OKRA FESTIVAL // ANNUAL EVENT SUSTAINS RURAL COMMUNITY
by Amanda Burleigh

The 14th annual Okra Festival will be held in Burkville, Alabama, on August 30 this year. What started as a neighborhood party thrown by two friends in Lowndes County has blossomed into an annual festival drawing thousands of people to this small town located outside Montgomery.
“Everybody in my little community grows the mighty okra, which we call ‘the peoples’ vegetable,’” says festival co-founder Barbara Evans. “It’s like us, strong, Southern, can withstand anything and keep going.”
After the success of the first festival, Evans says townspeople wanted it to continue.
“Local people cook all kinds of food, from pig ear sandwiches to gumbo. Okra is fried, steamed, stewed, boiled and used in art,” she says. But that’s not all. Festival goers will also find okra casseroles, hors d’oeuvres, pie and pickled okra. Sunny Boy King, a local bluesman, has been performing from Evans’ front porch, located on the festival grounds, since the second year. Vendors sell art, preserves and crafts, and there is even the occasional yard sale. “One year we had pony rides, but it was just too hot for the ponies,” says Evans, pictured in the center on the left with author of “Bloody Lowndes” Hasaan Jeffries and “Welcome Home” author Estizer Smith. Camels have taken the place of ponies.
There’s only one rule: Food can only be sold by citizens of Lowndes County as a way to help this low-income area of the state. “It’s a chance for people, groups and churches to make money,” Evans explains, as the festival does not charge admission. From the parking lot, attendees can see okra growing, proof that the fried, stewed or pickled version on their plate didn’t travel far.
“From neighborhood get together to full-fledged festival, the Okra Festival has just bloomed,” says Evans. “Alabama’s Black Belt stretches across the state, and in late August about everything has burnt up save cotton and okra.”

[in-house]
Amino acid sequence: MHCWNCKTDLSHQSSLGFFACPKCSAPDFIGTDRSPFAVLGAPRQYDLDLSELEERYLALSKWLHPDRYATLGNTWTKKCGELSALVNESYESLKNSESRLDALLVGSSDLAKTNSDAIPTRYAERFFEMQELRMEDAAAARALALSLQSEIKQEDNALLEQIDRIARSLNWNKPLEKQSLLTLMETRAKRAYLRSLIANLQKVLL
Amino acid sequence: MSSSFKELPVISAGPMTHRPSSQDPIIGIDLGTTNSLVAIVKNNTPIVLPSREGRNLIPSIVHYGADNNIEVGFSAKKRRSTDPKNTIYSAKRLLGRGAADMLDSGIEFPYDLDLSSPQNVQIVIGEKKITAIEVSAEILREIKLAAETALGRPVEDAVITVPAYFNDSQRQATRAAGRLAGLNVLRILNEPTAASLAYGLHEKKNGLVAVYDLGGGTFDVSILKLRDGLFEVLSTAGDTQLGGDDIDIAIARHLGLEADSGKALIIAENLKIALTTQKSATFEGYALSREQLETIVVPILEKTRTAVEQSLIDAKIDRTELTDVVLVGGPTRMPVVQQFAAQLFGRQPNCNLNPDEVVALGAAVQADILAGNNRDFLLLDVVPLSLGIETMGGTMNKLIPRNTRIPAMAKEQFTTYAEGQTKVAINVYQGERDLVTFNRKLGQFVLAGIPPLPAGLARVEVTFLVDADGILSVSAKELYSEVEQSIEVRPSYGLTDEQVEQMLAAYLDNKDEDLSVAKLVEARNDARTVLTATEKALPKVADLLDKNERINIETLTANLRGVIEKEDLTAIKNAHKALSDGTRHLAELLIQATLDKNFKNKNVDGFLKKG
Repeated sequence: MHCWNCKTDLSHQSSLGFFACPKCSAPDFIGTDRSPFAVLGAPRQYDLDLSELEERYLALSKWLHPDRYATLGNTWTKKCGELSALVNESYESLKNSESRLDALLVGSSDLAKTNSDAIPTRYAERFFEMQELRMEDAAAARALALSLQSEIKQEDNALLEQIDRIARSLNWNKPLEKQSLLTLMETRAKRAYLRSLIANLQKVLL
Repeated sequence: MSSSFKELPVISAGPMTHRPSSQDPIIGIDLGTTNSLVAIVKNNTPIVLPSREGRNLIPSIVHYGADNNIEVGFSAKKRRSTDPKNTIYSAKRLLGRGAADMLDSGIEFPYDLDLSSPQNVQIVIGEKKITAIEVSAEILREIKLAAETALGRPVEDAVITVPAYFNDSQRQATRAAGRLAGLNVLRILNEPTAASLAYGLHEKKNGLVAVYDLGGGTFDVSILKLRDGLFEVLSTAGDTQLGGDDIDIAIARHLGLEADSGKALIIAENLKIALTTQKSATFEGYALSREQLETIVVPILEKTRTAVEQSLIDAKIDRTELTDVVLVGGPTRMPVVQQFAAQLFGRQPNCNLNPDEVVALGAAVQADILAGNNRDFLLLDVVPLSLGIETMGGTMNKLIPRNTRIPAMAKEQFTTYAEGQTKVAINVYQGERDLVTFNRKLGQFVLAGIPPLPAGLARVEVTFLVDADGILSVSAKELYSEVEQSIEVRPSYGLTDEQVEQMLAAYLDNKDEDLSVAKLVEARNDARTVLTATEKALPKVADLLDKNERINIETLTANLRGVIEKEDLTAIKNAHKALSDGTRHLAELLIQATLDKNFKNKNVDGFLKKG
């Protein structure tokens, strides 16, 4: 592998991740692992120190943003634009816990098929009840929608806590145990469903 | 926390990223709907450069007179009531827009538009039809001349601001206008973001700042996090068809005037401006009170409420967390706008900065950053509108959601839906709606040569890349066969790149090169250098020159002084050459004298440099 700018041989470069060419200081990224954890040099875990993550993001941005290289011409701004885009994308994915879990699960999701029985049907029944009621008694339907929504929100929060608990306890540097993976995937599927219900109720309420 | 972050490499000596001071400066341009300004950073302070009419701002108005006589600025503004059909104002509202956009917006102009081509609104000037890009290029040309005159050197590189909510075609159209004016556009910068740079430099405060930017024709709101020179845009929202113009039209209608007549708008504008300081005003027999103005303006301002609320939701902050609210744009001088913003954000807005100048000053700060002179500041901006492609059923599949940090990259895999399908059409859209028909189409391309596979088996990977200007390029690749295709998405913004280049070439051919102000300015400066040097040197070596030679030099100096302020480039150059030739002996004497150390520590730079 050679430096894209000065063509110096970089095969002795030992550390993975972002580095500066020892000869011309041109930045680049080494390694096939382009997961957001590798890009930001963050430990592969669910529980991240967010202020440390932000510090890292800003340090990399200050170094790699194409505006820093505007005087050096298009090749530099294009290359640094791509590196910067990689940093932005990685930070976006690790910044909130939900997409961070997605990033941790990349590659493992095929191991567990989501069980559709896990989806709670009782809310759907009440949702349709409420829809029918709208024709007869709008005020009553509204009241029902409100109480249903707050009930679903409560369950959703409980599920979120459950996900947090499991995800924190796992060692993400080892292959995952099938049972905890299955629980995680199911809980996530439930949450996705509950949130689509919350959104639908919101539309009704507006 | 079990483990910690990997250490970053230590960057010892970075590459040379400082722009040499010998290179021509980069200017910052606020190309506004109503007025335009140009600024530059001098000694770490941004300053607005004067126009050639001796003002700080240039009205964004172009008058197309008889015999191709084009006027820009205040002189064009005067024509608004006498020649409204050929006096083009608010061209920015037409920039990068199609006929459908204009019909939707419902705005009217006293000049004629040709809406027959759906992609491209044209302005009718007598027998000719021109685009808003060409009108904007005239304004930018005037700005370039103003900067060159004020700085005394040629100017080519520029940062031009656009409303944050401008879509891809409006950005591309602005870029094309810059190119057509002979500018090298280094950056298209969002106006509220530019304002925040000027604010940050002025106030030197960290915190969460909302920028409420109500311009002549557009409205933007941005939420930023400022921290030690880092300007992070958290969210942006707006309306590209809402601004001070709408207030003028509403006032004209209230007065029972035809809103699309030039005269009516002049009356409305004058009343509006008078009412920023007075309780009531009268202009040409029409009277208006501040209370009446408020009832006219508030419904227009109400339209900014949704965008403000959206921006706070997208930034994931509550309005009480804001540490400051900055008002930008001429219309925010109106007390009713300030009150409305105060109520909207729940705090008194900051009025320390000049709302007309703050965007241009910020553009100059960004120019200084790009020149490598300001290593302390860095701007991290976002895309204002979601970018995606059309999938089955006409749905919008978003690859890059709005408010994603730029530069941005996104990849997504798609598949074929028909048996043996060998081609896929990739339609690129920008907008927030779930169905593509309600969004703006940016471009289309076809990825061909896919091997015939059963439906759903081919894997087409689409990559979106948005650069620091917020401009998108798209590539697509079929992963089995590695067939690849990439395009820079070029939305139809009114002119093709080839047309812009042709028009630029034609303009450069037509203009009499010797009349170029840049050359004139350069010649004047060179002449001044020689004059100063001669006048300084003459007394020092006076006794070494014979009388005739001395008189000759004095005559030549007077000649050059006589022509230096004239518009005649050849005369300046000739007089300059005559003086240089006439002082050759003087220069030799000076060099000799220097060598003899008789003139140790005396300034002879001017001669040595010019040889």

Annie Mae’s Okra Pie
1 frozen pie crust
Several thinly sliced tomatoes
Several thinly sliced bell peppers
1 cup grated cheese (Parmesan is suggested, but any cheese will work)
1 cup mayonnaise
1/2 cup sour cream
1 tsp Emeril’s Essence seasoning
1 egg
1 thinly sliced onion
1 lb. okra, sliced
Milk and additional cheese are optional

Bake the frozen pie crust for 7 minutes at 375 degrees. When cool, layer in some of the tomatoes and bell peppers. Mix a cup of grated cheese with a cup of mayonnaise, 1/2 cup of sour cream and a teaspoon of Emeril’s Essence seasoning. Beat in the egg. Layer the mixture on top of the veggies, then add a layer of okra that has been sautéed with an onion and drained for just a minute. Keep layering the mixture with the okra and onions, ending with the mayo and sour cream mixture. Sprinkle with a little more cheese. Bake at 325 degrees for 45 minutes to an hour. Serve at room temperature.
Note: If your mixture is too thick, you can add a little milk, and you might want to cover the rim of the crust with aluminum foil. Barbara Evans advises the use of “good tomatoes” in this recipe and also suggests adding shrimp, chicken or bacon.

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